All thirty British tourists killed in the attack had booked their holidays through TUI’s subsidiary, Thomson.
The inquest had heard earlier that TUI did not carry out any security checks at the hotel where they were staying, until after the attack.
TUI denies the allegations of neglect saying security at hotels was not its responsibility.
The families may latch on to what the coroner then went on to say in his summary of the evidence.
He chose to highlight a document which he described as a crib sheet, circulated by TUI to its staff.
It told them how to respond to questions from customers about safety in Tunisia in the aftermath of an earlier attack in 2015 on foreign tourists in the capital Tunis in which more than twenty people were killed.
They were to tell customers that the overall level of the Foreign Office travel advice had not changed.
If asked what is the atmosphere like in beach resorts, the coroner said the TUI crib sheet said the answer was “It’s business as usual, customers continue to enjoy their holidays.”
“It did not mention terrorism or a risk of terrorism.”
Although the Foreign Office had not advised against people travelling to Tunisia, it had warned on its website of a “high threat from terrorism, saying “attacks could be indiscriminate including in places visited by foreigners.”
After the ruling, 42-year-old Scott Chalkley’s family said: “What is perhaps the saddest is that Scott was taken when he had found true happiness with his partner Sue.
“We have been robbed of a future that held promise and laughter of a wonderful man so needlessly and heartlessly snatched from our lives.”
The attack was the deadliest on Britons since the 7 July 2005 London bombings.
Survivor Allen Pembroke told the BBC how he found people lying in pools of blood among sun loungers close to the water’s edge.
He gave first aid to British holidaymaker Cheryl Mellor, who was still alive after being shot in the leg and arm, but drifting in and out of consciousness.
He said he was alone on the beach for 20 minutes checking on the dead and injured, with no help from anyone else.
“I saw no military or medical staff and it’s only in recent reports that I found out that the police waited, they fainted, they hid.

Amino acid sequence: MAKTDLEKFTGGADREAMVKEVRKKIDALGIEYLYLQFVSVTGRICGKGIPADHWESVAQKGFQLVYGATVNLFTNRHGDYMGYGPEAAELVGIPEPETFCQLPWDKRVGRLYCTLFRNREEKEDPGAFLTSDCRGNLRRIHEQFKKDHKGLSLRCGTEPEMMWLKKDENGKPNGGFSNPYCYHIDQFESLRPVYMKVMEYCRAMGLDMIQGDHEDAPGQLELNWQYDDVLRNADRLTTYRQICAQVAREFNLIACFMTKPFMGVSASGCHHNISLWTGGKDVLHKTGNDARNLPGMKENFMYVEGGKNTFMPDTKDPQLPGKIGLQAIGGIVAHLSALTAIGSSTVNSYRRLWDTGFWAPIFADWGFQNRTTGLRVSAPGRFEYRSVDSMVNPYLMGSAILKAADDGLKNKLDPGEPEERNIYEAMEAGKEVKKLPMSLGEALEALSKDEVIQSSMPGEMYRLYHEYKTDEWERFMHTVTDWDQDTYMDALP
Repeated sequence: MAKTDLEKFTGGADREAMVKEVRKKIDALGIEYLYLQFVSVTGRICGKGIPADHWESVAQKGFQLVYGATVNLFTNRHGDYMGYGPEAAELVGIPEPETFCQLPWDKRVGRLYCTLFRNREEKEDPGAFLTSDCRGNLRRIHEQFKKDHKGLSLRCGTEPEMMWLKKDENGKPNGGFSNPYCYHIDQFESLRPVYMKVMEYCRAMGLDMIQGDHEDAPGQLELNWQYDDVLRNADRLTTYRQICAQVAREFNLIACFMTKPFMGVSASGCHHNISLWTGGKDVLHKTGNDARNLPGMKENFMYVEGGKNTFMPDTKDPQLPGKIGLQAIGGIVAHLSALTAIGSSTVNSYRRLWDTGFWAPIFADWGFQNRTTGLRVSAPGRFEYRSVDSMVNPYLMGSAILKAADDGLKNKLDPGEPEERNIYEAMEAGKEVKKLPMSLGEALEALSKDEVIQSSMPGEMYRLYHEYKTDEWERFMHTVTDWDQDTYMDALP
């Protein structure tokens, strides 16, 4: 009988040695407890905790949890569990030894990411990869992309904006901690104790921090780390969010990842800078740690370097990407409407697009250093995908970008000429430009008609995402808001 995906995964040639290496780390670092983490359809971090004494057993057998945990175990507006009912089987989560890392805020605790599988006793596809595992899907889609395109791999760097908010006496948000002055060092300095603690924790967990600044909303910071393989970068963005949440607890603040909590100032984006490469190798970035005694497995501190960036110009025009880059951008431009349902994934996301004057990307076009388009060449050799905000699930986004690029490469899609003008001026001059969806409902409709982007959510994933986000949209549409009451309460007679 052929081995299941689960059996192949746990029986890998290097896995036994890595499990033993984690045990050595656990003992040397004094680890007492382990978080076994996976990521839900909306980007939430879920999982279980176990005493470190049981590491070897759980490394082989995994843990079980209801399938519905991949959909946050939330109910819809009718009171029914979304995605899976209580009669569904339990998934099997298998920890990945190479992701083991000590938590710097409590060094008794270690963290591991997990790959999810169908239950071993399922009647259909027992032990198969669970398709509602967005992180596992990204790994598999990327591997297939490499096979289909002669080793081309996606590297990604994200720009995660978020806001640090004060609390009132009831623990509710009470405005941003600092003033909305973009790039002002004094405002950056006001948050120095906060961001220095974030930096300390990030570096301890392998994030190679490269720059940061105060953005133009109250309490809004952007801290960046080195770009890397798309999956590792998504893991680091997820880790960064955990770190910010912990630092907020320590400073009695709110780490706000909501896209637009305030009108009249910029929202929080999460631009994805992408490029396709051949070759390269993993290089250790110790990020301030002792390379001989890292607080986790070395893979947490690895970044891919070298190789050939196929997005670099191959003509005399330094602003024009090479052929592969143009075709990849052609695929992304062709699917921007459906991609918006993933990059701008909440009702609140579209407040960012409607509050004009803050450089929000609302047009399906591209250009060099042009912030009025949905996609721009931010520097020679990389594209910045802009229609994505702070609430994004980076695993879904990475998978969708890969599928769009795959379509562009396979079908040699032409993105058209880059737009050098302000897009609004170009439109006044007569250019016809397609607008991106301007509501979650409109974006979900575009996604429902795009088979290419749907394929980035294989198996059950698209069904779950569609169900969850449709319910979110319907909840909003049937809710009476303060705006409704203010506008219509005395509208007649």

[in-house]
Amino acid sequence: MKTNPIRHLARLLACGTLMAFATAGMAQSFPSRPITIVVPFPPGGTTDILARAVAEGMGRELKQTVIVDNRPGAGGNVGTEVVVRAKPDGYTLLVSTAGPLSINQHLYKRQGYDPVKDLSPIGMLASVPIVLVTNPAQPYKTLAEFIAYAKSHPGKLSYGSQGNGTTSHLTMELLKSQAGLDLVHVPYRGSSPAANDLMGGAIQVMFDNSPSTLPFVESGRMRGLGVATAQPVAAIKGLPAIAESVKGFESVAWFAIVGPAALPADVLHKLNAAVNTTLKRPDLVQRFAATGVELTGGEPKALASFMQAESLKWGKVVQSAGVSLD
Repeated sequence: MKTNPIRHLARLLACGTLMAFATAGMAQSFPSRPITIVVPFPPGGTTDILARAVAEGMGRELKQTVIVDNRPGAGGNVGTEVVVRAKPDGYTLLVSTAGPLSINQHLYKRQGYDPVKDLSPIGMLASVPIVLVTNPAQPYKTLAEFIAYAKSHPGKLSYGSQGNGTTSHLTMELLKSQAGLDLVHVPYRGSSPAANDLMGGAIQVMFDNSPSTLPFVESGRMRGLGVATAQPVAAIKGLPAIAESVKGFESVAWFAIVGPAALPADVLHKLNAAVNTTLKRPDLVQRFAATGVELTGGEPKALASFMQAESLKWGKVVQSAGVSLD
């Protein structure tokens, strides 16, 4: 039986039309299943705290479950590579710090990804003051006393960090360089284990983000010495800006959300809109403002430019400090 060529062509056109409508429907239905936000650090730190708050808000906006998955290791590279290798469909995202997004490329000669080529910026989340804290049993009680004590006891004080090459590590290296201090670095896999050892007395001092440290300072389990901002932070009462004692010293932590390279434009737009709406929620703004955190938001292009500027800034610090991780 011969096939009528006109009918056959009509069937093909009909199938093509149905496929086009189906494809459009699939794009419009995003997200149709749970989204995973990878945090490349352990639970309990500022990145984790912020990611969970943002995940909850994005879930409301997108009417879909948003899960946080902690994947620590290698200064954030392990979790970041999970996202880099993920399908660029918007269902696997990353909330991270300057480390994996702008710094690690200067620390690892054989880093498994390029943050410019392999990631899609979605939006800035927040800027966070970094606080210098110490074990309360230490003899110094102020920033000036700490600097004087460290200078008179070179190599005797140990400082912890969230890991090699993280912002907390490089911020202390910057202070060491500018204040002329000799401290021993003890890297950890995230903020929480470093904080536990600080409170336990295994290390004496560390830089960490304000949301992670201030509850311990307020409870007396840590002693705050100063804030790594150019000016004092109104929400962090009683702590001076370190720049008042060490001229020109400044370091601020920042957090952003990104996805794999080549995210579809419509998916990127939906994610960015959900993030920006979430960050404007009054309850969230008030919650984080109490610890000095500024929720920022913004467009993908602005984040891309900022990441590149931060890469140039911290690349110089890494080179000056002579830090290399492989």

“That’s unforgivable, they need to be accountable for that,” he said.
The Tunisian ambassador to the UK, Nabil Ammar, said his country had been unprepared for such an attack and it was unfair to blame police.
Since the attack, he said security in the country and in hotels had improved, and Tunisia should be shown the same solidarity as other countries which had experienced similar attacks.
Following the inquest, Nick Longman, managing director of travel operator TUI, said: “We have now heard the coroner’s findings and his comments regarding the provision of security and visibility of travel advice.
“These are complex matters and we have already taken steps to raise awareness of the FCO’s Travel Aware campaign. As an industry we have adapted and we will need to continue to do so.”
A spokesperson for the association of British travel agents (ABTA) said they would be reviewing the Coroner’s report “to see if there are any learnings for the industry”.
The Foreign Office says further attacks are highly likely in Tunisia, including against foreigners, and advises against all but essential travel.
A Foreign Office spokesman said: “We welcome the thorough work by the coroner and his team for more than a year on this important investigation, resulting in today’s conclusions.
“Our deepest sympathy remains with all those people caught up in this horrific attack and we hope that the inquest process has been of some help to the families.”
Article source: http://www.bbc.co.uk/news/uk-39109107